Here’s an excellent article on teachers and parenting (it’s excellent, obviously, because I agree with the author) written by a Wilton parent, Heather Borden Herve, and published at Greenwich Patch.
Daily Archives: January 16, 2012
It’s possible – probable, even, that Biden was thinking of conservative professors when he spoke, but with exactly five of those in the country, a push to lower their pay will have no effect on the cost of higher education.
No kidding. Stabucks has come out with what the manager of their own “flagship Chicago store” describes as “coffee for the non-coffee drinker”, a light roast it’s calling “blonde’. And it will be a “written offense”, whatever that is, workers are warned, to crack blonde jokes in the stores. There aren’t too many jokes in that vein to begin with, I don’t think, but here are some:
Why aren’t blondes allowed coffee breaks in the office? It takes too long to re-train them
Blonde brings a thermos to the local Starbucks and asks, “is this big enough to hold six cups?” Assured that it is she says, “then I need two blacks, one decaf and four with milk and sugar”.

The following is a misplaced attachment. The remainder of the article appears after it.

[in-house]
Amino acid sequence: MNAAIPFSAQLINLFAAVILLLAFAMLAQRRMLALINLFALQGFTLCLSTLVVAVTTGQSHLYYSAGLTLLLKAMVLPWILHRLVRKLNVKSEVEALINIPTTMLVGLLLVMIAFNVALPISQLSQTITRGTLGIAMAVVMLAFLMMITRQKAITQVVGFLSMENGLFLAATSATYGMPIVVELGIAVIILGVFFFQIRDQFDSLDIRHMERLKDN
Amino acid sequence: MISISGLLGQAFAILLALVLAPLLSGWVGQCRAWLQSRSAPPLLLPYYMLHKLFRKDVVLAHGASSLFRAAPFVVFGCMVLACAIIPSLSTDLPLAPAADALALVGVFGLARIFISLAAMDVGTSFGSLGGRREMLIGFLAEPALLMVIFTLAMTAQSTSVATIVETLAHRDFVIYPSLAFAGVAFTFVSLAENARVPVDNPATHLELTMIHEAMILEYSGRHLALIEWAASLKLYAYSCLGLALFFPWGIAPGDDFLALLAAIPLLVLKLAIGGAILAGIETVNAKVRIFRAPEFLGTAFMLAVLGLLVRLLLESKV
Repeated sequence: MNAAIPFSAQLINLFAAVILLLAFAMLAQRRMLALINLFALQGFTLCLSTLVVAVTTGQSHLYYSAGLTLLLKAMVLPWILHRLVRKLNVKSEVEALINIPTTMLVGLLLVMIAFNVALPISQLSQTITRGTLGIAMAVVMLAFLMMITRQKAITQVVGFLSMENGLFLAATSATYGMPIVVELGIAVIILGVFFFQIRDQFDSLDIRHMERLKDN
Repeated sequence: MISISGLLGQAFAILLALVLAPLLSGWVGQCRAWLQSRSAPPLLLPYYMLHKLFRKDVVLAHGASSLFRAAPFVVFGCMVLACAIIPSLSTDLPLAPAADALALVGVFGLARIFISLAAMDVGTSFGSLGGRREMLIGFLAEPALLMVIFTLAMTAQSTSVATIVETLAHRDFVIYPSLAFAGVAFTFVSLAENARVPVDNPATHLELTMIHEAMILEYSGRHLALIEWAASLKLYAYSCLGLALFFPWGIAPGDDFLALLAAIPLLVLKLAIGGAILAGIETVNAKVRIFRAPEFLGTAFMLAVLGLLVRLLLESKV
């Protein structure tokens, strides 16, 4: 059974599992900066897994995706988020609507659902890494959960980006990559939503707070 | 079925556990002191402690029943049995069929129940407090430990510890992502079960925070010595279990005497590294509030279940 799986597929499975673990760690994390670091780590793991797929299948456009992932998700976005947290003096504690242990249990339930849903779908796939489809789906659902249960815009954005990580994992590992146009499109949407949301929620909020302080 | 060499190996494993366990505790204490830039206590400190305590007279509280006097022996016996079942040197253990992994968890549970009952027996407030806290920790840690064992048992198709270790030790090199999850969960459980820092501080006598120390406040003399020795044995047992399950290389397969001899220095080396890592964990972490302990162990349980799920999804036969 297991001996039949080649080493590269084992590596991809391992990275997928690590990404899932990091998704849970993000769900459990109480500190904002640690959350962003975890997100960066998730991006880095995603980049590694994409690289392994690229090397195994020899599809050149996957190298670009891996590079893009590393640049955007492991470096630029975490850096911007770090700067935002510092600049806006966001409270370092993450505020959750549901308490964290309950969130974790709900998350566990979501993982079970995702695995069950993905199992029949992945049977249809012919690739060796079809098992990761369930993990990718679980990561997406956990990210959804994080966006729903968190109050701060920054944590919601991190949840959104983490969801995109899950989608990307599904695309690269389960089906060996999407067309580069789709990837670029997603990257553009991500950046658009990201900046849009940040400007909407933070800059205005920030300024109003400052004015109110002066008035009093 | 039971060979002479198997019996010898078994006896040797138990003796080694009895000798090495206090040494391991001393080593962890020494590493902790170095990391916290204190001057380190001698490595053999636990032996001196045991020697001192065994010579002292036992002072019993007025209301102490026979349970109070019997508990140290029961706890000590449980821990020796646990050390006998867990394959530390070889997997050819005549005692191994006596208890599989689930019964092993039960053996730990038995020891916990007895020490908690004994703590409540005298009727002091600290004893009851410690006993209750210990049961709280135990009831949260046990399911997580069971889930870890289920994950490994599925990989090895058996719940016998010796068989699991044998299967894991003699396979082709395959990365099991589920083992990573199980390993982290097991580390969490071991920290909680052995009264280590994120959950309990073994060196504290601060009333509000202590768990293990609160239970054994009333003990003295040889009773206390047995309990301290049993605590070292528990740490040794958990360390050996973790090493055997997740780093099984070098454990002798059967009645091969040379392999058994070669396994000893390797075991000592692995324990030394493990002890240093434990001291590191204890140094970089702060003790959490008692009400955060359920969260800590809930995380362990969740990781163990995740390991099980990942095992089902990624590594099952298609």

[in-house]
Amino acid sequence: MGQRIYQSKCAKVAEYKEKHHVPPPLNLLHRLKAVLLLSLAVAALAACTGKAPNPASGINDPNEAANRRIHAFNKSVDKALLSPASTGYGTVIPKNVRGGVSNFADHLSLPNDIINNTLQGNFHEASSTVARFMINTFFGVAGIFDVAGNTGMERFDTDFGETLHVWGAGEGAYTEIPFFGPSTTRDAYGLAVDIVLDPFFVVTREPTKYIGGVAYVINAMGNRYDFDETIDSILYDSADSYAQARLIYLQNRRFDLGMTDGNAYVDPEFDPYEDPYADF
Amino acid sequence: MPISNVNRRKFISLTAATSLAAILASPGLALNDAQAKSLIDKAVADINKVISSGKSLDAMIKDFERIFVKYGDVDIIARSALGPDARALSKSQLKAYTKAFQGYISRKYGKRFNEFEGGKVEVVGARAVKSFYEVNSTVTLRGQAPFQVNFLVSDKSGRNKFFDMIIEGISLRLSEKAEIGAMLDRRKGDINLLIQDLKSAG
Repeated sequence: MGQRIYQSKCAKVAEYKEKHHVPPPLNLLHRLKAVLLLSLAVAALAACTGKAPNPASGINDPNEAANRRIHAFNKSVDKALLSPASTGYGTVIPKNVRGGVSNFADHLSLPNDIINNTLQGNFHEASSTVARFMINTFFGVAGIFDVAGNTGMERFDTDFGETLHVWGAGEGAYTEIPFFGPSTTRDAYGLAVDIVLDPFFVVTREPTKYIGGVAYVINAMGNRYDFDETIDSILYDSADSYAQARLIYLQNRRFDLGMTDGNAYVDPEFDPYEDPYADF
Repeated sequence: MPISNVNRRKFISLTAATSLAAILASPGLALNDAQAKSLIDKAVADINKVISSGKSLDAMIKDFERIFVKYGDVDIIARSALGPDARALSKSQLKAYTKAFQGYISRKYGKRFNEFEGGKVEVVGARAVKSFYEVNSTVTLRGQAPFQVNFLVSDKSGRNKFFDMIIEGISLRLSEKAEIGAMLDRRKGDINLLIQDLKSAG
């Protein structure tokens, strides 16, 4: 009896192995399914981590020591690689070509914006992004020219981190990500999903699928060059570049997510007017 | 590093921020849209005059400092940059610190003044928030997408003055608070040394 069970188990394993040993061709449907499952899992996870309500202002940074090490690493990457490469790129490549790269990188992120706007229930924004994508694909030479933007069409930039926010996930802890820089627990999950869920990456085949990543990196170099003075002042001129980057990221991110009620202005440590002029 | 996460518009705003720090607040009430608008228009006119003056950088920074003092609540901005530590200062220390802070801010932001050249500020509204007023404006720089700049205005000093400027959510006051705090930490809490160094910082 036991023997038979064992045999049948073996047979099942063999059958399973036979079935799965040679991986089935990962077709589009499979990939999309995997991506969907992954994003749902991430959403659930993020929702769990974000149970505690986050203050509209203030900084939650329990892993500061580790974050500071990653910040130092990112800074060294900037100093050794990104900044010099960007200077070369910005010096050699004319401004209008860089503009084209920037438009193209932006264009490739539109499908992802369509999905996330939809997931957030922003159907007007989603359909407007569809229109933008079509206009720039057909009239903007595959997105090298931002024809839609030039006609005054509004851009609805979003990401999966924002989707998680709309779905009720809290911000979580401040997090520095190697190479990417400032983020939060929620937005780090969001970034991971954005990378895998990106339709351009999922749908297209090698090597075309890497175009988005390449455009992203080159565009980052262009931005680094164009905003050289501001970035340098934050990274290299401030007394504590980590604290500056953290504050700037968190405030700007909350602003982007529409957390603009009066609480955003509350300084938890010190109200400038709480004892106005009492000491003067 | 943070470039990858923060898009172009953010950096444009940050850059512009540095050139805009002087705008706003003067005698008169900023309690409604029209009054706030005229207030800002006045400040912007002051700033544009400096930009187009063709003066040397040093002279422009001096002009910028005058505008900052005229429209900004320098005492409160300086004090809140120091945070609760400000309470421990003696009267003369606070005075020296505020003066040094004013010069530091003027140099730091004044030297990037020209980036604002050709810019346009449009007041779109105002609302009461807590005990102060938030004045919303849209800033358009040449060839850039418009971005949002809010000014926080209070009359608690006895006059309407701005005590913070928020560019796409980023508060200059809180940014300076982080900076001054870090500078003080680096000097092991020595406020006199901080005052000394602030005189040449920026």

Okay, those suck. I think the best joke is that of that manager in Chicago who admits that his new brand is intended for non-coffee drinkers. That ought’a sell well in a coffee shop.
Richard Trumka, President of the AFL-CIO wants a piece of the green energy agenda and that means pipelines and coal. You have to slog through endless paragraphs of this old corrupt union boss’s paean to the environment to get there, but what he’s saying is, you granola munchers can have your Priuses but not without payoffs to us. This food fight’s getting good.